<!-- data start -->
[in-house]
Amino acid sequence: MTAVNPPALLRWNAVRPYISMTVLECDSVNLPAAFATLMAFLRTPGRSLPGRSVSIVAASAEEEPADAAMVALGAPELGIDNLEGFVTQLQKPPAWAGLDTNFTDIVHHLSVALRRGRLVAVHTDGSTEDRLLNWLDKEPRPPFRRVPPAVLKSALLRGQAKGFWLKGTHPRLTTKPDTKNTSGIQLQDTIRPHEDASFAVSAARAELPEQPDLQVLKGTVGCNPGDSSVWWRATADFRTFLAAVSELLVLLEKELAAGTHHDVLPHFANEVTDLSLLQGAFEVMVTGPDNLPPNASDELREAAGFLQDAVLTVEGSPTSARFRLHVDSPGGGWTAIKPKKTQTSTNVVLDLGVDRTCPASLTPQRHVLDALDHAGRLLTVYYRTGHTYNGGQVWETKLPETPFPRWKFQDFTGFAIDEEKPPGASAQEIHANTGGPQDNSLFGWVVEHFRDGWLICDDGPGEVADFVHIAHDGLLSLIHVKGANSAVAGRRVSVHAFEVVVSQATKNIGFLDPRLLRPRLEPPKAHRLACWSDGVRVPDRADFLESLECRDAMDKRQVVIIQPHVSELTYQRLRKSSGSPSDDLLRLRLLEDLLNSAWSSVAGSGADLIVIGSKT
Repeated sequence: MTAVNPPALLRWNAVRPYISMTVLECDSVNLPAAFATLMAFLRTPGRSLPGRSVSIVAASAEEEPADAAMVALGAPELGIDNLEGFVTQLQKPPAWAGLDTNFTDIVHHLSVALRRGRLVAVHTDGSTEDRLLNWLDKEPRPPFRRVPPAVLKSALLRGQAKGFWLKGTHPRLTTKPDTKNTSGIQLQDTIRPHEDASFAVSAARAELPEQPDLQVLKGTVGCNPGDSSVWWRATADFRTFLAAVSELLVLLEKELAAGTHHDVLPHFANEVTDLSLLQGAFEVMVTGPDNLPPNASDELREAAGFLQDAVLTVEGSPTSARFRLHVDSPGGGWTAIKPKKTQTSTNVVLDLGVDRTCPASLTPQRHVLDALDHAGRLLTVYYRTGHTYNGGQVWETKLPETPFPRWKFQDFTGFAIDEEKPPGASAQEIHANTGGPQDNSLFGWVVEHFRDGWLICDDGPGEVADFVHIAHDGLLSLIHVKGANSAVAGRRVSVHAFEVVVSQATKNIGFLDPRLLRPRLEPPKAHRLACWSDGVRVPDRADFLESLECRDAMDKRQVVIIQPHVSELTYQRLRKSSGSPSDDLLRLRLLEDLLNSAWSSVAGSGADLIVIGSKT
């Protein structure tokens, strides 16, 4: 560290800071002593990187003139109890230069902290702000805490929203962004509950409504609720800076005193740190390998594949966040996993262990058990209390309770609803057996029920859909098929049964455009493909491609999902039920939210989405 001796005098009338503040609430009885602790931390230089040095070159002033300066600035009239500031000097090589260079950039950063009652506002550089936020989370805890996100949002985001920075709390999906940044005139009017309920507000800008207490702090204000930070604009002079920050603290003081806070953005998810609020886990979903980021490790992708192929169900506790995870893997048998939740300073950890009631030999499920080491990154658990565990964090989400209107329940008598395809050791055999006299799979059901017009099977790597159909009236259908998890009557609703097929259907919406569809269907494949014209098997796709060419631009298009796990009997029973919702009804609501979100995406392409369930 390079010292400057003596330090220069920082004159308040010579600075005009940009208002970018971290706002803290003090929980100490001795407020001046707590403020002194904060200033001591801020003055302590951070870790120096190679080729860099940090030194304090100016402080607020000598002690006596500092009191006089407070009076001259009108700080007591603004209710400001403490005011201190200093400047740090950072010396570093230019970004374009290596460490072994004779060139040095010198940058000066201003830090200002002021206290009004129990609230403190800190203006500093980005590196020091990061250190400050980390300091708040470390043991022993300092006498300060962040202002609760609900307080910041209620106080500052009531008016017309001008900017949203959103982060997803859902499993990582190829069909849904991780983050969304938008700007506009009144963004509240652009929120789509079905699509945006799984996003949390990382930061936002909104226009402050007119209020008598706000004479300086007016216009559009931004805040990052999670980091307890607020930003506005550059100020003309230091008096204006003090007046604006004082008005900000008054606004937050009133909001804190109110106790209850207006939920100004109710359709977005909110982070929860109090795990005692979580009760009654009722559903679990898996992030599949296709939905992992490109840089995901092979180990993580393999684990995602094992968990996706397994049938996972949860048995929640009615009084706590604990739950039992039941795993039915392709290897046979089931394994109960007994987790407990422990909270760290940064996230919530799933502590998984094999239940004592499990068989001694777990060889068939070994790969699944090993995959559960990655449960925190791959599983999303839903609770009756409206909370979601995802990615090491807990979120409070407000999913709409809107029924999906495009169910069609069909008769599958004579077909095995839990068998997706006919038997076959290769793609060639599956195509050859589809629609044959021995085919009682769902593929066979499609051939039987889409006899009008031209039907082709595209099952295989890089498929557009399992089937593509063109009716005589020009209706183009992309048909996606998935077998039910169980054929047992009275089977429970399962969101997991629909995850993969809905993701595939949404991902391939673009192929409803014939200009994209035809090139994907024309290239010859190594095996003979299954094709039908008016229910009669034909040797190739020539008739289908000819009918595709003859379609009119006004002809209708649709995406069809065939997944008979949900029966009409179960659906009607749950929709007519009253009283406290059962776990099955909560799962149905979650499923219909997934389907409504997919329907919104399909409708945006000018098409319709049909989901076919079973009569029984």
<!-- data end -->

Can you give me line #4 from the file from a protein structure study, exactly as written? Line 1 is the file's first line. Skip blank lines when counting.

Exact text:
């Protein structure tokens, strides 16, 4: 560290800071002593990187003139109890230069902290702000805490929203962004509950409504609720800076005193740190390998594949966040996993262990058990209390309770609803057996029920859909098929049964455009493909491609999902039920939210989405 001796005098009338503040609430009885602790931390230089040095070159002033300066600035009239500031000097090589260079950039950063009652506002550089936020989370805890996100949002985001920075709390999906940044005139009017309920507000800008207490702090204000930070604009002079920050603290003081806070953005998810609020886990979903980021490790992708192929169900506790995870893997048998939740300073950890009631030999499920080491990154658990565990964090989400209107329940008598395809050791055999006299799979059901017009099977790597159909009236259908998890009557609703097929259907919406569809269907494949014209098997796709060419631009298009796990009997029973919702009804609501979100995406392409369930 390079010292400057003596330090220069920082004159308040010579600075005009940009208002970018971290706002803290003090929980100490001795407020001046707590403020002194904060200033001591801020003055302590951070870790120096190679080729860099940090030194304090100016402080607020000598002690006596500092009191006089407070009076001259009108700080007591603004209710400001403490005011201190200093400047740090950072010396570093230019970004374009290596460490072994004779060139040095010198940058000066201003830090200002002021206290009004129990609230403190800190203006500093980005590196020091990061250190400050980390300091708040470390043991022993300092006498300060962040202002609760609900307080910041209620106080500052009531008016017309001008900017949203959103982060997803859902499993990582190829069909849904991780983050969304938008700007506009009144963004509240652009929120789509079905699509945006799984996003949390990382930061936002909104226009402050007119209020008598706000004479300086007016216009559009931004805040990052999670980091307890607020930003506005550059100020003309230091008096204006003090007046604006004082008005900000008054606004937050009133909001804190109110106790209850207006939920100004109710359709977005909110982070929860109090795990005692979580009760009654009722559903679990898996992030599949296709939905992992490109840089995901092979180990993580393999684990995602094992968990996706397994049938996972949860048995929640009615009084706590604990739950039992039941795993039915392709290897046979089931394994109960007994987790407990422990909270760290940064996230919530799933502590998984094999239940004592499990068989001694777990060889068939070994790969699944090993995959559960990655449960925190791959599983999303839903609770009756409206909370979601995802990615090491807990979120409070407000999913709409809107029924999906495009169910069609069909008769599958004579077909095995839990068998997706006919038997076959290769793609060639599956195509050859589809629609044959021995085919009682769902593929066979499609051939039987889409006899009008031209039907082709595209099952295989890089498929557009399992089937593509063109009716005589020009209706183009992309048909996606998935077998039910169980054929047992009275089977429970399962969101997991629909995850993969809905993701595939949404991902391939673009192929409803014939200009994209035809090139994907024309290239010859190594095996003979299954094709039908008016229910009669034909040797190739020539008739289908000819009918595709003859379609009119006004002809209708649709995406069809065939997944008979949900029966009409179960659906009607749950929709007519009253009283406290059962776990099955909560799962149905979650499923219909997934389907409504997919329907919104399909409708945006000018098409319709049909989901076919079973009569029984």